To his peers in the LA beat scene, Matthew "Matthewdavid" McQueen is an innovator— a man whose crackling, dreamlike compositions, full of tape hiss and half-heard ambient tones, inspired some of the most mind-blowing moments on Flying Lotus' game-changing Los Angeles.
But he's also a guy who loves Bell Biv DeVoe.
Today, I'm with him in the living room of the cozy two-bedroom house he shares with his girlfriend, artist Jesselisa Moretti. "This is tools of the trade, right here," he says, breaking out a box of old cassingles in cardboard sleeves. "Whenever I play out as a DJ, I like playing all these old tapes that I'm digitizing from the late '80s, early '90s. Girls love it. It's just really fun."
Moretti, who designs all the packaging for the couple's D.I.Y. label, Leaving Records, recalls a recent night he DJed at Low End Theory. "You played one of those sets, and I swear to God, girls just materialized, like out of nowhere."
"I have a lot of fun with my mixes," McQueen agrees with a shy, almost sheepish grin. "I spend too much time on my mixes."
On one such mix, a recent XLR8R podcast, those old R&B cassingles figured prominently. Sprinkled amidst the 26-year-old producer's trademark lo-fi electronics and bong-hit beats are snippets of everything from Michael Jackson's "Man in the Mirror" to Cameo's "Honey"—not played at full speed to please the ladies, but slowed down, filtered, and distorted, like ancient radio transmissions coming through on a broken boom box. The effect is at once creepy and nostalgic—two qualities that tend to fight it out in Matthewdavid's original compositions, too.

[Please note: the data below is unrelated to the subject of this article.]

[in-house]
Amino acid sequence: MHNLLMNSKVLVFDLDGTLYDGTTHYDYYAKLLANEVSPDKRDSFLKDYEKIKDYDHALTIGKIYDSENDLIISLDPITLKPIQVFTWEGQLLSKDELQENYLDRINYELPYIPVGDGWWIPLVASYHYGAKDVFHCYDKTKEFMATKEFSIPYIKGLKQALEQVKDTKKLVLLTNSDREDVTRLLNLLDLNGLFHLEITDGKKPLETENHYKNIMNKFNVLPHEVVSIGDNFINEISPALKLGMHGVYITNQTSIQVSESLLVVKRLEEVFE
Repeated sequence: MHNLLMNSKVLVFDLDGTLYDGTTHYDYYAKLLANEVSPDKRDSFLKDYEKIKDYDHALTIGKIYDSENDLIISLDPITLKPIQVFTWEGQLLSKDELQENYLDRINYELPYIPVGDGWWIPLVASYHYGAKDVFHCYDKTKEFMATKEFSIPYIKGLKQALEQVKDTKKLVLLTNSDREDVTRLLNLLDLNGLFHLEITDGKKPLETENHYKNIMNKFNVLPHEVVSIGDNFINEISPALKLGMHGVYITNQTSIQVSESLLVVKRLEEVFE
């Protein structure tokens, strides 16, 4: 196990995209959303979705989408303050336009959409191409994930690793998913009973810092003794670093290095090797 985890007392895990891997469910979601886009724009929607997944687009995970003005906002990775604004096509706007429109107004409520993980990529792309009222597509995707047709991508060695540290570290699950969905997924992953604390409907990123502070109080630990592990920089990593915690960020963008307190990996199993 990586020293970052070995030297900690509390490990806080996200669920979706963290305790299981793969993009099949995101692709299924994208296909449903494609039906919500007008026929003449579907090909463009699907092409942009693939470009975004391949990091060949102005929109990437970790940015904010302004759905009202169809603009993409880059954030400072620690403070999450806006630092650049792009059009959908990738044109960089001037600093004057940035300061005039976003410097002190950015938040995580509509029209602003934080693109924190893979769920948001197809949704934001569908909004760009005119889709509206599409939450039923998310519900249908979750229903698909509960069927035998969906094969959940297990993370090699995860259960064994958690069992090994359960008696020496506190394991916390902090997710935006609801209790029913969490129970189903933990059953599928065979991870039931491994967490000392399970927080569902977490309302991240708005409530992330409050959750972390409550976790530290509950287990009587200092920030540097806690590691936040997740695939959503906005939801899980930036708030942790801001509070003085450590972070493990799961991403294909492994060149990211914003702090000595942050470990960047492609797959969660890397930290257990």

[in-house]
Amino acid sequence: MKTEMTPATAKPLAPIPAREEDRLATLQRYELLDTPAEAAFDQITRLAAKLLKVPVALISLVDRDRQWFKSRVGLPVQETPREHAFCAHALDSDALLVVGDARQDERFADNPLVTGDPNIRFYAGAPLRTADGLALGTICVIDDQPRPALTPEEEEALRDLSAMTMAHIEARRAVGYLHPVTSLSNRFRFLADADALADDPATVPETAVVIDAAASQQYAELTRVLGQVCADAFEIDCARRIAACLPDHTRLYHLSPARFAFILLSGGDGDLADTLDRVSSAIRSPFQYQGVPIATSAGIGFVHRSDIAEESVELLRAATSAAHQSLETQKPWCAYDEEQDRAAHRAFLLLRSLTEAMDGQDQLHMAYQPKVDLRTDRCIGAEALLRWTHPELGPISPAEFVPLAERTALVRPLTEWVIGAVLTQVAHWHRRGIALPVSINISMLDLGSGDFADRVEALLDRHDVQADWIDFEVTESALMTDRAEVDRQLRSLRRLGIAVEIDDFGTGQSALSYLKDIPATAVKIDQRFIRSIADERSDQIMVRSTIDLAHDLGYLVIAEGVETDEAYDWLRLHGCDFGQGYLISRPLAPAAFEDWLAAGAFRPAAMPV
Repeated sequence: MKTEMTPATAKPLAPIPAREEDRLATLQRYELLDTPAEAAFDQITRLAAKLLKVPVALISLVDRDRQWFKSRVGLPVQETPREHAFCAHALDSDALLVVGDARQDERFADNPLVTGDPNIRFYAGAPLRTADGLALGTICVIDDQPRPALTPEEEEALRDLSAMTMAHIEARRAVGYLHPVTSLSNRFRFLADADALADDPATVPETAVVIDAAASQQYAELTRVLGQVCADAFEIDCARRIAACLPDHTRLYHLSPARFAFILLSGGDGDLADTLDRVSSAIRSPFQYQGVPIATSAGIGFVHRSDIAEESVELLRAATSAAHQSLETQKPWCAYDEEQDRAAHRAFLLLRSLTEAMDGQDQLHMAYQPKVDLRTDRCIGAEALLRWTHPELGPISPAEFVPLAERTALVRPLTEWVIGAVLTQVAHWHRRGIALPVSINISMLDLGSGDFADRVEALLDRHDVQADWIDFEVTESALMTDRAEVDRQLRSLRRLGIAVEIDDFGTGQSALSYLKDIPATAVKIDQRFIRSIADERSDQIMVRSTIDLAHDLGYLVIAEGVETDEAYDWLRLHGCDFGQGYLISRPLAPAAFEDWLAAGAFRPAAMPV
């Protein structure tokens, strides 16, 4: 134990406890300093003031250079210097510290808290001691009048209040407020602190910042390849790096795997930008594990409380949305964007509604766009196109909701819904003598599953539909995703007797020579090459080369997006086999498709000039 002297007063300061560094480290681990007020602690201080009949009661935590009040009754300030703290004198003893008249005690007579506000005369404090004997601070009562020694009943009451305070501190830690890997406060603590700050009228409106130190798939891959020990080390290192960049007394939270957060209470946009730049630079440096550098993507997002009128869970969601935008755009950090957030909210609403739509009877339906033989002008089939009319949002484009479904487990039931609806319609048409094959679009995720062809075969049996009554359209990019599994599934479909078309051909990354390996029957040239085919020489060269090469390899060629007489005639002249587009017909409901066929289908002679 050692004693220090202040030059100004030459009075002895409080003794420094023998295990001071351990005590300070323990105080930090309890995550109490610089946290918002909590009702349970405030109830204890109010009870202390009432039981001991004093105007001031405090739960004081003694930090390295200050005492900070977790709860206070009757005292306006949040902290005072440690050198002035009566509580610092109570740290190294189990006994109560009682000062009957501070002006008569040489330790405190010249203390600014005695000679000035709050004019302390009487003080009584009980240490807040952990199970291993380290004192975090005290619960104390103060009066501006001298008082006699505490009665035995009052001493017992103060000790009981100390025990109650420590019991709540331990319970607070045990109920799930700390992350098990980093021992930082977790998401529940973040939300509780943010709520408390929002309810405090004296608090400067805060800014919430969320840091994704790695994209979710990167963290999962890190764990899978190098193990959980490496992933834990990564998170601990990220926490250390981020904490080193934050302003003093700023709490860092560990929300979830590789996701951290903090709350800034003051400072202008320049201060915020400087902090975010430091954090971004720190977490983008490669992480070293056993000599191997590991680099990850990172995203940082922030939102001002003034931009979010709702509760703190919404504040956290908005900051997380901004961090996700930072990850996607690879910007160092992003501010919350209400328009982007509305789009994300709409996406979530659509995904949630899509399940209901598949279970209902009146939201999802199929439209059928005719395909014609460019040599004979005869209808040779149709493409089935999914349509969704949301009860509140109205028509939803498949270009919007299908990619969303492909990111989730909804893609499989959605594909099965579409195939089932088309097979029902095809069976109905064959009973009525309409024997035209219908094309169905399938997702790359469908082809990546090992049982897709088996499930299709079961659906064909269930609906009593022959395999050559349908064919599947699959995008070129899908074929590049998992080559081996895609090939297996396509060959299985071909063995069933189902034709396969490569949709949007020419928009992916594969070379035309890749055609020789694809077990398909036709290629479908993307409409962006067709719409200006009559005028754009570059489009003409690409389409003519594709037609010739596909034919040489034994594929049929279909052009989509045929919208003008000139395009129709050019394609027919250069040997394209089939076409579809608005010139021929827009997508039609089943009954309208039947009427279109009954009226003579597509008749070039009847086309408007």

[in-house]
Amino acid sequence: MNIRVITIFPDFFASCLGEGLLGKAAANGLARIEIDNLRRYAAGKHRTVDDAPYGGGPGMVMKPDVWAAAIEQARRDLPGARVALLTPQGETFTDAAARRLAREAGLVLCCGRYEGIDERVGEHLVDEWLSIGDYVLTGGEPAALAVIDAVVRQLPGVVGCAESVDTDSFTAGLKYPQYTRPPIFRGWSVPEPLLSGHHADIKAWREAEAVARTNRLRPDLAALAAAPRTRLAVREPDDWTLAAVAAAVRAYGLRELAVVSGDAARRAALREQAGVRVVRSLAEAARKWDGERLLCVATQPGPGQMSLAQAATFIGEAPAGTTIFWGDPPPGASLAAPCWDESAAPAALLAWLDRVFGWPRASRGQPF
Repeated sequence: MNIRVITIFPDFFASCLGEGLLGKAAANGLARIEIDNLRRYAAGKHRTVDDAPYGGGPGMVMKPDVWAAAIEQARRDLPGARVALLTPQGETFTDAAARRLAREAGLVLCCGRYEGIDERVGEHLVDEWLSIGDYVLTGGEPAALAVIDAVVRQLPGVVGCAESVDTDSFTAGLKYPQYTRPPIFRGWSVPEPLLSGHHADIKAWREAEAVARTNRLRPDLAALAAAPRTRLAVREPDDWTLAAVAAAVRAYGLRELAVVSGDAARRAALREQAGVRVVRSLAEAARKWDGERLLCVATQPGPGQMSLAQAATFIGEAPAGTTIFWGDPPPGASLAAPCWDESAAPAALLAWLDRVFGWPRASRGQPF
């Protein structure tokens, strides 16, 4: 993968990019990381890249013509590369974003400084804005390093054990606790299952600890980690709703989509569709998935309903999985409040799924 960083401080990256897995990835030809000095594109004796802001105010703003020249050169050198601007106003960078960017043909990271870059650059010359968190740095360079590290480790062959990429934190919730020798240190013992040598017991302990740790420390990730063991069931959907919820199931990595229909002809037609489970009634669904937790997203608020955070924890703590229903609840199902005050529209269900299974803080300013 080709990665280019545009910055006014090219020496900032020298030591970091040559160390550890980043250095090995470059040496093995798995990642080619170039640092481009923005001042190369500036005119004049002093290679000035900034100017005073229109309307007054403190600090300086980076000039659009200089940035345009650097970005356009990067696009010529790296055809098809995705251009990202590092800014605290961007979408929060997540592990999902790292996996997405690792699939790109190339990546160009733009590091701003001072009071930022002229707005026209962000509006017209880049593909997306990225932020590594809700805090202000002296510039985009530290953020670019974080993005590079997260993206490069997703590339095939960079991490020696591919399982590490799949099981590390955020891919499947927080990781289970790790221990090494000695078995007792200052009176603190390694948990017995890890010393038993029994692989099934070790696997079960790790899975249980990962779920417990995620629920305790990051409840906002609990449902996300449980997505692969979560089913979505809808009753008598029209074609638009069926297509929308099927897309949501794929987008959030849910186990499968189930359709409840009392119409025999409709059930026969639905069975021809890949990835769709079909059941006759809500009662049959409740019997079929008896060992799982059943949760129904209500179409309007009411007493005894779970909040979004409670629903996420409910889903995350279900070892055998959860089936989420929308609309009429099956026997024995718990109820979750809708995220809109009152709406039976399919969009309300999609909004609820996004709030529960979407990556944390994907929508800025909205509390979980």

Cassettes also play a role on those original tracks—not old Jodeci and TLC cassingles, typically, but the field recordings McQueen makes with his trusty Sony TCM cassette recorder, a cousin of the now-discontinued Walkman series. "It's like my secret weapon," he says. "The motor noise can be really loud when you're using the internal mic, so I hook up an external mic to it." The TCM, along with a handful of other tape recorders he's picked up over the years, travels with him everywhere, from Big Sur to Joshua Tree—although he's made some of his favorite field recordings right in his front yard, which occupies a terraced hillside high above the winding streets of Los Angeles' Mount Washington neighborhood. In his home studio, overlooking that yard, McQueen has just put the finishing touches on his first album for Flying Lotus's Brainfeeder label, due the first quarter of this year. He's just decided on its title, Outmind, a made-up word he feels is universal. "Since being in Los Angeles, I've grown so much," he marvels. "Artistically, I've just reached out into another form where I'm trying to understand myself and my existence. And that's all because of being in LA and meeting Lotus, and being involved with dublab," the experimental radio collective through which McQueen met Flying Lotus' Steve Ellison and some of the artists he's released on Leaving Records.
McQueen moved to LA in 2006; he'd never set foot there before, but immediately it felt like home. "I just knew what was happening out here. All my favorite labels, all my favorite music was happening out here: Stones Throw, Mush, Plug Research, Anticon, the whole underground hip-hop thing." As a young rapper/producer growing up in the Florida Panhandle, McQueen naturally gravitated towards the West Coast's experimental artists and labels, although his influences also range as far afield as Rawkus Records, Slum Village, Ninja Tune, chopped-and-screwed southern rap, and even leftfield sound collage artists like The Books, who inspired some of his earliest forays into tape manipulation and field recordings.